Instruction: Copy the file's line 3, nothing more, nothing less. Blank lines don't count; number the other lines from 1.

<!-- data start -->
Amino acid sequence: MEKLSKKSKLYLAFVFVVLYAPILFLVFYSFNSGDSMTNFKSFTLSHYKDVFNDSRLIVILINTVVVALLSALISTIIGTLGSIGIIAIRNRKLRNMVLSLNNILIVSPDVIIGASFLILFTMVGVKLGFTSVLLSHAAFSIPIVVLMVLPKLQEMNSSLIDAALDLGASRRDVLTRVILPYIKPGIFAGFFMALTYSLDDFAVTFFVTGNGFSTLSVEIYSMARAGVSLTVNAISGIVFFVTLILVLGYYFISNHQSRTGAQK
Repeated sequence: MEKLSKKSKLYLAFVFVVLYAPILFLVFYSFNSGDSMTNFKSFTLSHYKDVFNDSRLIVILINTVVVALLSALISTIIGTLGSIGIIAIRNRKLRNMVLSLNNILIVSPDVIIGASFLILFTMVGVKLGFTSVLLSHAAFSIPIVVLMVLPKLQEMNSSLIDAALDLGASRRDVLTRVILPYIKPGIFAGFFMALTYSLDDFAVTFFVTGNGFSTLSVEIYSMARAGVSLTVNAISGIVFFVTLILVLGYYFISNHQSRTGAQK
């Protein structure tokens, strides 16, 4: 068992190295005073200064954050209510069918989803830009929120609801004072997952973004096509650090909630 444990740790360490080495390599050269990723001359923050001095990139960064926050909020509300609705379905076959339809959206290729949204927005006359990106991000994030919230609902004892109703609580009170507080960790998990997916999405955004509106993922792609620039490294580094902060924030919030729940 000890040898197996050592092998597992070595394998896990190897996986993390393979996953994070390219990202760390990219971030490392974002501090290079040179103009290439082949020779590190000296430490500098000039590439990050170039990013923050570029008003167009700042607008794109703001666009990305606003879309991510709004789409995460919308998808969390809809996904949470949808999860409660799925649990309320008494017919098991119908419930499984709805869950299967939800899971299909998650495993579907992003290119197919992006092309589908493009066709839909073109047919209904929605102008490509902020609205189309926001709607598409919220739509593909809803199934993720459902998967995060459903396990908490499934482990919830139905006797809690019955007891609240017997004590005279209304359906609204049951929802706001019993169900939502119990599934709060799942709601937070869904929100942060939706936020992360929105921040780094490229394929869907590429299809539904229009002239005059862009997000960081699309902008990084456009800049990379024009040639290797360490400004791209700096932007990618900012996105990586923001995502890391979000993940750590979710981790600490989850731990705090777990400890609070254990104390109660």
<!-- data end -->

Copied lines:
């Protein structure tokens, strides 16, 4: 068992190295005073200064954050209510069918989803830009929120609801004072997952973004096509650090909630 444990740790360490080495390599050269990723001359923050001095990139960064926050909020509300609705379905076959339809959206290729949204927005006359990106991000994030919230609902004892109703609580009170507080960790998990997916999405955004509106993922792609620039490294580094902060924030919030729940 000890040898197996050592092998597992070595394998896990190897996986993390393979996953994070390219990202760390990219971030490392974002501090290079040179103009290439082949020779590190000296430490500098000039590439990050170039990013923050570029008003167009700042607008794109703001666009990305606003879309991510709004789409995460919308998808969390809809996904949470949808999860409660799925649990309320008494017919098991119908419930499984709805869950299967939800899971299909998650495993579907992003290119197919992006092309589908493009066709839909073109047919209904929605102008490509902020609205189309926001709607598409919220739509593909809803199934993720459902998967995060459903396990908490499934482990919830139905006797809690019955007891609240017997004590005279209304359906609204049951929802706001019993169900939502119990599934709060799942709601937070869904929100942060939706936020992360929105921040780094490229394929869907590429299809539904229009002239005059862009997000960081699309902008990084456009800049990379024009040639290797360490400004791209700096932007990618900012996105990586923001995502890391979000993940750590979710981790600490989850731990705090777990400890609070254990104390109660």